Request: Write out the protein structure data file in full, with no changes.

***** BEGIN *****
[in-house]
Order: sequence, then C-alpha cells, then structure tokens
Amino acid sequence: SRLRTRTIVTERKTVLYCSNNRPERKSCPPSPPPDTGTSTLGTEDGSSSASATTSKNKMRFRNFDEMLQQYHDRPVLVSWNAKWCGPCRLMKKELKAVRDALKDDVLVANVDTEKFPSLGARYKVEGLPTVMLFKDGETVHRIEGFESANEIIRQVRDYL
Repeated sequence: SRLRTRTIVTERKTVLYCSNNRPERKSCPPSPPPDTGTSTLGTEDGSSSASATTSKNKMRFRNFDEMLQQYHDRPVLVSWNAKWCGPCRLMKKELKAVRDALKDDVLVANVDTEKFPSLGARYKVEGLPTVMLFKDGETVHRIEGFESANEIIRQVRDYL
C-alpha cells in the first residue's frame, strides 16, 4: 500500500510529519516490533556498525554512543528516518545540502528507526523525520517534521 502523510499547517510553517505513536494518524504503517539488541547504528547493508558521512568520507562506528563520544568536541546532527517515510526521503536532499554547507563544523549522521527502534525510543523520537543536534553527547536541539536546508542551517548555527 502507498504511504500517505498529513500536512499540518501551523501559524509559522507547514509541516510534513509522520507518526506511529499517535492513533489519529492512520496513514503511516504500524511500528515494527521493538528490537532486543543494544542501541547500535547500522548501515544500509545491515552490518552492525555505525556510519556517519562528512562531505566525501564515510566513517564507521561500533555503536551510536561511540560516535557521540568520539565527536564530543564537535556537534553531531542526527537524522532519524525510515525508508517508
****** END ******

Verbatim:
[in-house]
Order: sequence, then C-alpha cells, then structure tokens
Amino acid sequence: SRLRTRTIVTERKTVLYCSNNRPERKSCPPSPPPDTGTSTLGTEDGSSSASATTSKNKMRFRNFDEMLQQYHDRPVLVSWNAKWCGPCRLMKKELKAVRDALKDDVLVANVDTEKFPSLGARYKVEGLPTVMLFKDGETVHRIEGFESANEIIRQVRDYL
Repeated sequence: SRLRTRTIVTERKTVLYCSNNRPERKSCPPSPPPDTGTSTLGTEDGSSSASATTSKNKMRFRNFDEMLQQYHDRPVLVSWNAKWCGPCRLMKKELKAVRDALKDDVLVANVDTEKFPSLGARYKVEGLPTVMLFKDGETVHRIEGFESANEIIRQVRDYL
C-alpha cells in the first residue's frame, strides 16, 4: 500500500510529519516490533556498525554512543528516518545540502528507526523525520517534521 502523510499547517510553517505513536494518524504503517539488541547504528547493508558521512568520507562506528563520544568536541546532527517515510526521503536532499554547507563544523549522521527502534525510543523520537543536534553527547536541539536546508542551517548555527 502507498504511504500517505498529513500536512499540518501551523501559524509559522507547514509541516510534513509522520507518526506511529499517535492513533489519529492512520496513514503511516504500524511500528515494527521493538528490537532486543543494544542501541547500535547500522548501515544500509545491515552490518552492525555505525556510519556517519562528512562531505566525501564515510566513517564507521561500533555503536551510536561511540560516535557521540568520539565527536564530543564537535556537534553531531542526527537524522532519524525510515525508508517508